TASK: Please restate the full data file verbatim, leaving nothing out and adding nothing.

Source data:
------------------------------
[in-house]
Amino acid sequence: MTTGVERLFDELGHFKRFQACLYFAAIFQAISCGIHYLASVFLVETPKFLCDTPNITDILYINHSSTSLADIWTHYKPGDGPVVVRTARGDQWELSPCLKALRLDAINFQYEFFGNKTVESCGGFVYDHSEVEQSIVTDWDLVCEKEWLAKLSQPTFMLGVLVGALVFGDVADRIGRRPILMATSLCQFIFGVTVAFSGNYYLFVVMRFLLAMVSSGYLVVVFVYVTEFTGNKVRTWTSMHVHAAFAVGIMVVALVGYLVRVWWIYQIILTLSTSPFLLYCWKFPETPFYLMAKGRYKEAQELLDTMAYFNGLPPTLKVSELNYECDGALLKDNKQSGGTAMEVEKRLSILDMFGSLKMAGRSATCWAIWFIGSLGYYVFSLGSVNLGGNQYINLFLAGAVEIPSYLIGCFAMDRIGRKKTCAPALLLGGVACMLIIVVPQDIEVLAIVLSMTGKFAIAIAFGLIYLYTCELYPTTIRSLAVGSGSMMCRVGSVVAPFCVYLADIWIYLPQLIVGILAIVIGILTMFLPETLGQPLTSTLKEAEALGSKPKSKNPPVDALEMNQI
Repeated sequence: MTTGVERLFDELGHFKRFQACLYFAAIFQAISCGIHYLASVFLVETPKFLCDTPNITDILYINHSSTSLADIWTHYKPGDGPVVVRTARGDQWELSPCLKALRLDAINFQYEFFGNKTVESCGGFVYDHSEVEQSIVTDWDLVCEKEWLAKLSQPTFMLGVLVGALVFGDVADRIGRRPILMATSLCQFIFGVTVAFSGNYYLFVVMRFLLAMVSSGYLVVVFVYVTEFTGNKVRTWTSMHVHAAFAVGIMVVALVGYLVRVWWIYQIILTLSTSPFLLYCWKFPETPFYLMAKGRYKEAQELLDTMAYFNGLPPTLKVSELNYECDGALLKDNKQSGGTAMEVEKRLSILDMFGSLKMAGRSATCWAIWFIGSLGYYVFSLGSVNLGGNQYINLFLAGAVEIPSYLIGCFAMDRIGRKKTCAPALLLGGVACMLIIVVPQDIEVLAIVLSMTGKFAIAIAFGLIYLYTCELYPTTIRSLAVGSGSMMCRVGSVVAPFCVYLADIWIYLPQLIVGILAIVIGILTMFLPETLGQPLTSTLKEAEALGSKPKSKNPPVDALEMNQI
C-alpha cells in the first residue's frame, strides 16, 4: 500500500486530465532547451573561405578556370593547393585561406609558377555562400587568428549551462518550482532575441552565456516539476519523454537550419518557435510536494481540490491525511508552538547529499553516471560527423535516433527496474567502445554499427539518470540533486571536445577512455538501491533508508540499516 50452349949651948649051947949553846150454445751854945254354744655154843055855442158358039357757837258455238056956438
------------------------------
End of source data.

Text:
[in-house]
Amino acid sequence: MTTGVERLFDELGHFKRFQACLYFAAIFQAISCGIHYLASVFLVETPKFLCDTPNITDILYINHSSTSLADIWTHYKPGDGPVVVRTARGDQWELSPCLKALRLDAINFQYEFFGNKTVESCGGFVYDHSEVEQSIVTDWDLVCEKEWLAKLSQPTFMLGVLVGALVFGDVADRIGRRPILMATSLCQFIFGVTVAFSGNYYLFVVMRFLLAMVSSGYLVVVFVYVTEFTGNKVRTWTSMHVHAAFAVGIMVVALVGYLVRVWWIYQIILTLSTSPFLLYCWKFPETPFYLMAKGRYKEAQELLDTMAYFNGLPPTLKVSELNYECDGALLKDNKQSGGTAMEVEKRLSILDMFGSLKMAGRSATCWAIWFIGSLGYYVFSLGSVNLGGNQYINLFLAGAVEIPSYLIGCFAMDRIGRKKTCAPALLLGGVACMLIIVVPQDIEVLAIVLSMTGKFAIAIAFGLIYLYTCELYPTTIRSLAVGSGSMMCRVGSVVAPFCVYLADIWIYLPQLIVGILAIVIGILTMFLPETLGQPLTSTLKEAEALGSKPKSKNPPVDALEMNQI
Repeated sequence: MTTGVERLFDELGHFKRFQACLYFAAIFQAISCGIHYLASVFLVETPKFLCDTPNITDILYINHSSTSLADIWTHYKPGDGPVVVRTARGDQWELSPCLKALRLDAINFQYEFFGNKTVESCGGFVYDHSEVEQSIVTDWDLVCEKEWLAKLSQPTFMLGVLVGALVFGDVADRIGRRPILMATSLCQFIFGVTVAFSGNYYLFVVMRFLLAMVSSGYLVVVFVYVTEFTGNKVRTWTSMHVHAAFAVGIMVVALVGYLVRVWWIYQIILTLSTSPFLLYCWKFPETPFYLMAKGRYKEAQELLDTMAYFNGLPPTLKVSELNYECDGALLKDNKQSGGTAMEVEKRLSILDMFGSLKMAGRSATCWAIWFIGSLGYYVFSLGSVNLGGNQYINLFLAGAVEIPSYLIGCFAMDRIGRKKTCAPALLLGGVACMLIIVVPQDIEVLAIVLSMTGKFAIAIAFGLIYLYTCELYPTTIRSLAVGSGSMMCRVGSVVAPFCVYLADIWIYLPQLIVGILAIVIGILTMFLPETLGQPLTSTLKEAEALGSKPKSKNPPVDALEMNQI
C-alpha cells in the first residue's frame, strides 16, 4: 500500500486530465532547451573561405578556370593547393585561406609558377555562400587568428549551462518550482532575441552565456516539476519523454537550419518557435510536494481540490491525511508552538547529499553516471560527423535516433527496474567502445554499427539518470540533486571536445577512455538501491533508508540499516 50452349949651948649051947949553846150454445751854945254354744655154843055855442158358039357757837258455238056956438